French Impressionist Painter, 1841-1919
Pierre-Auguste Renoir (February 25, 1841?CDecember 3, 1919) was a French artist who was a leading painter in the development of the Impressionist style. As a celebrator of beauty, and especially feminine sensuality, it has been said that "Renoir is the final representative of a tradition which runs directly from Rubens to Watteau".
Renoir's paintings are notable for their vibrant light and saturated color, most often focusing on people in intimate and candid compositions. The female nude was one of his primary subjects. In characteristic Impressionist style, Renoir suggested the details of a scene through freely brushed touches of color, so that his figures softly fuse with one another and their surroundings.
His initial paintings show the influence of the colorism of Eugene Delacroix and the luminosity of Camille Corot. He also admired the realism of Gustave Courbet and Edouard Manet, and his early work resembles theirs in his use of black as a color. As well, Renoir admired Edgar Degas' sense of movement. Another painter Renoir greatly admired was the 18th century master François Boucher.
A fine example of Renoir's early work, and evidence of the influence of Courbet's realism, is Diana, 1867. Ostensibly a mythological subject, the painting is a naturalistic studio work, the figure carefully observed, solidly modeled, and superimposed upon a contrived landscape. If the work is still a 'student' piece, already Renoir's heightened personal response to female sensuality is present. The model was Lise Tr??hot, then the artist's mistress and inspiration for a number of paintings.
In the late 1860s, through the practice of painting light and water en plein air (in the open air), he and his friend Claude Monet discovered that the color of shadows is not brown or black, but the reflected color of the objects surrounding them. Several pairs of paintings exist in which Renoir and Monet, working side-by-side, depicted the same scenes (La Grenouill??re, 1869).
One of the best known Impressionist works is Renoir's 1876 Dance at Le Moulin de la Galette (Le Bal au Moulin de la Galette). The painting depicts an open-air scene, crowded with people, at a popular dance garden on the Butte Montmartre, close to where he lived.
On the Terrace, oil on canvas, 1881, Art Institute of ChicagoThe works of his early maturity were typically Impressionist snapshots of real life, full of sparkling colour and light. By the mid 1880s, however, he had broken with the movement to apply a more disciplined, formal technique to portraits and figure paintings, particularly of women, such as The Bathers, which was created during 1884-87. It was a trip to Italy in 1881, when he saw works by Raphael and other Renaissance masters, that convinced him that he was on the wrong path, and for the next several years he painted in a more severe style, in an attempt to return to classicism. This is sometimes called his "Ingres period", as he concentrated on his drawing and emphasized the outlines of figures.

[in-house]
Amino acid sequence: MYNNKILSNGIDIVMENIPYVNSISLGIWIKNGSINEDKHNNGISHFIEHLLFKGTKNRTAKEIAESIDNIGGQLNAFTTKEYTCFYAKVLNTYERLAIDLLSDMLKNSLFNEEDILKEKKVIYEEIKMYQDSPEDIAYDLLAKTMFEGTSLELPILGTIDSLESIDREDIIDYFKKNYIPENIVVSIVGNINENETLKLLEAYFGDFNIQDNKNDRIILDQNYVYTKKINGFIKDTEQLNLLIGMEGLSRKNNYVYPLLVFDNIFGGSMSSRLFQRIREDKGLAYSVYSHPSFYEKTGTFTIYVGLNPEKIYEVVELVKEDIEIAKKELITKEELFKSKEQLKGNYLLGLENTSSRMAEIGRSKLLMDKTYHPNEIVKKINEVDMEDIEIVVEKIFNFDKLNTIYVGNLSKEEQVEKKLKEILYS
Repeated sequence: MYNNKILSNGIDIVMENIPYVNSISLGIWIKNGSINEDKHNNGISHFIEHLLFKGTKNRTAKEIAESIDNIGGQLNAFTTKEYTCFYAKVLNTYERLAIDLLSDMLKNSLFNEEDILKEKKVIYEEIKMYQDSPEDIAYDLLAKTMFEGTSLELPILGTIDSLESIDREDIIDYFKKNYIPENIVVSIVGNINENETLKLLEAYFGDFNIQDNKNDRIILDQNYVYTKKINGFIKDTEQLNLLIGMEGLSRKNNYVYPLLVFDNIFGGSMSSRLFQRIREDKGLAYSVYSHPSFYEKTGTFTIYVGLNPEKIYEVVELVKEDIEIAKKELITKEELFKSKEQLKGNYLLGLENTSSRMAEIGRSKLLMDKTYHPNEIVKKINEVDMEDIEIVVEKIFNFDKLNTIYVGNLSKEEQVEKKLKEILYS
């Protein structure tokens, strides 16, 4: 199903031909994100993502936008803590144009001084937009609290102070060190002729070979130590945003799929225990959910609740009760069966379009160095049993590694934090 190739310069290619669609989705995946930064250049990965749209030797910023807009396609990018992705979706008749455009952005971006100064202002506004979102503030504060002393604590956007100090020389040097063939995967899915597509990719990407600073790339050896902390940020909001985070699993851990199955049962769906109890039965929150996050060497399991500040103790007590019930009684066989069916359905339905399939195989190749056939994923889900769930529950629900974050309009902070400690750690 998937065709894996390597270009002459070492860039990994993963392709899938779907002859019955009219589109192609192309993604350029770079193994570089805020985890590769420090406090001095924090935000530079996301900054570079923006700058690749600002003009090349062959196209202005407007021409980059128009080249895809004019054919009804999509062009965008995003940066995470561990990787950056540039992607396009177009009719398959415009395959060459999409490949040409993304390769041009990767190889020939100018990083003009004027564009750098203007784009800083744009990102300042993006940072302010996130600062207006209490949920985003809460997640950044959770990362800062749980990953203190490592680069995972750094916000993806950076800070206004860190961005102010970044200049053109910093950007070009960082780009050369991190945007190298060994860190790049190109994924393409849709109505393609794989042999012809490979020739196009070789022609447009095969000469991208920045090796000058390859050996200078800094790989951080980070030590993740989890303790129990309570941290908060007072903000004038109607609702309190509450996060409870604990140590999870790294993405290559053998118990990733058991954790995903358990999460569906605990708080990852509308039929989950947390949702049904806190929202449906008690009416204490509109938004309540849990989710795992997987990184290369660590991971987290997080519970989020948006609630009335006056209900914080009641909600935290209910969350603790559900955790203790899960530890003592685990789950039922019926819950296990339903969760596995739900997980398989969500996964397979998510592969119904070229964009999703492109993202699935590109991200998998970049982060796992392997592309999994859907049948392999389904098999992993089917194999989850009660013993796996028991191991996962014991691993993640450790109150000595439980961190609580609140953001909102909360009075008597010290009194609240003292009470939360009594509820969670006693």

After 1890, however, he changed direction again, returning to the use of thinly brushed color which dissolved outlines as in his earlier work. From this period onward he concentrated especially on monumental nudes and domestic scenes, fine examples of which are Girls at the Piano, 1892, and Grandes Baigneuses, 1918-19. The latter painting is the most typical and successful of Renoir's late, abundantly fleshed nudes.
A prolific artist, he made several thousand paintings. The warm sensuality of Renoir's style made his paintings some of the most well-known and frequently-reproduced works in the history of art.. Related Paintings of Pierre Renoir :. | Jean Renior as a Hunter | Madame Renoir with a Dog | Julie Manet | Young Girls at the Seaside | Young Woman Bathing |
Related Artists:JACOPO del SELLAIO
Italian painter, Florentine school (1442-1493)Paul Raud
(22 October 1865 in Kirikukela, Viru-Jaagupi Parish C 22 November 1930 in Tallinn) was an Estonian painter. The twin brother of painter Kristjan Raud, he studied in Desseldorf beginning in 1886, becoming influenced by the work of Eduard Gebhardt. After his return to Estonia, he painted mainly portrait commissions for some time, before traveling with his brother and Amandus Adamson to the islands of Muhu and Pakri in 1896. His works of this period are reminiscent of those of Max Liebermann. In 1899 he returned to work in Germany, taking on some of the stylistic trappings of Impressionism; this, coupled with time spent working with Ilya Repin, influenced his later style. Later in his career, most especially during and after World War I, he began to teach, from 1915 working as a drawing instructor at the Tallinn Institute of Commerce and from 1923 at the State School of Industrial Art in Tallinn.
William John Hennessy
(July 11, 1839 - December 27, 1917) was an Irish artist.
William John Hennessy was born in Thomastown, County Kilkenny in 1839. His father, John Hennessy, was forced to leave Ireland in 1848 as a result of his involvement in the Young Ireland movement. He landed in Canada and settled in New York. William, his mother Catherine, and brother joined their father there in 1849. He gained admittance to the National Academy of Design in 1854 and exhibitioned his first works there.
Hennessy developed a skill in wood engraving and was hired to illustrate the works of renowned poets, including that of Tennyson, Longfellow and Whittier. As an American he became the co-founder of the Artists Fund Society, and an honorary member of the American Society of Painters in Watercolours. In 1870 he moved to London where he became a member of the Royal Institute of Oil Painters in 1902. Between 1879 and 1907 the Royal Hibernian Academy displayed eight of his paintings.